Category Archives: shoes

Book Review: Running Through the First 100 Years

91KUjaxILWL__SL1500_Running Through the First 100 Years

By Liz Murtaugh Gillespie

(This book is a history of Brooks running shoe company.)

Runners know Brooks as the company that makes high quality running shoes. Most of us didn’t know that the company started out making ballet slippers and bathing shoes in Philadelphia in 1914. From then through the last 100 years, Brooks has had some good times, and a lot of bad times. Certainly, as Running Through the First 100 Years shows, they’ve been through a lot of change.

Brooks made the first ice skates that came with blades already attached. They also had the first roller skates with rubber toe stops. In 1924, the company produced 17,500 pairs of baseball shoes. They made basketball shoes, football shoes, bowling shoes and tennis shoes. They even made military shoes: “At one point, the company converted 60 percent of its Hanover production line to combat boots and dress oxfords for the military.”

Brooks has had their share of controversy, with Nike usually being involved. One time, a professional football player who had a contract with Nike admitted in court to wearing “swoosh-doctored Brooks shoes because Nikes made his feet hurt…” Another time, Nike accused Brooks and Runner’s World Magazine of conspiring to manipulate the magazine’s shoe rankings. (According to the book, by the way, they hadn’t.)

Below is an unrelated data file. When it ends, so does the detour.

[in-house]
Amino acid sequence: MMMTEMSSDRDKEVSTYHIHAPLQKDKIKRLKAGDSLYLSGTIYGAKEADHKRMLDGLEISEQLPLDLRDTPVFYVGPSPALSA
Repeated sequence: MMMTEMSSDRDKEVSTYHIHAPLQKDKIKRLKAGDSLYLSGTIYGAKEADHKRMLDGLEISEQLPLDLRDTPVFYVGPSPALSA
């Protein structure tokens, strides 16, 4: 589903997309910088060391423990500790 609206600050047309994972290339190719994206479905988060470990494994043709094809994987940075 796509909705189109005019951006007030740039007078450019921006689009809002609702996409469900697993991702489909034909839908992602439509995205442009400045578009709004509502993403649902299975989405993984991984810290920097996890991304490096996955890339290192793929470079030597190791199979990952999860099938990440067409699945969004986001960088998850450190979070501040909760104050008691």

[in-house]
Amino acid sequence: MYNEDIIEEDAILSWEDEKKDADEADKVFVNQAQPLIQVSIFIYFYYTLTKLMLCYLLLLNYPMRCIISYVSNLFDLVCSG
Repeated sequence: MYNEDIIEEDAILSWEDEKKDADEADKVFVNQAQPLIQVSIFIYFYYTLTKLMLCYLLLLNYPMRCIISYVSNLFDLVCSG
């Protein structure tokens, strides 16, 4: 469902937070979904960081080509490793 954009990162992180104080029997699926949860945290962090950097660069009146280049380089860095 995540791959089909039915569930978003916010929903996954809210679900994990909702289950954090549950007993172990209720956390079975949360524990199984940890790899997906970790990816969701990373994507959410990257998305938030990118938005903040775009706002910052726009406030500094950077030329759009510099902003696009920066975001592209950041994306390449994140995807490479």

If you like history, and are interested in business, particularly running related business, then you’ll enjoy this history of an innovative company that not only makes a great running shoe, but seems to care more about running and runners than profit.

A New Study Says Don’t Obsess Over Pronation

So, how important is it that we go to Luke’s to get the perfect shoe?

According to this study cited in the New York Times,

“The research reinforces a widespread belief among scientists studying running ‘that pronation doesn’t play much of a role’ in injury risk….

It also suggests… that trying to alter pronation with a specific type of shoe is probably misguided. At the university’s running clinic, ‘we see so many injured runners who’ve been told that they over pronate’ and need sturdy motion-control shoes to fix the problem. ‘They wind up injured anyway.'”

Read the rest here: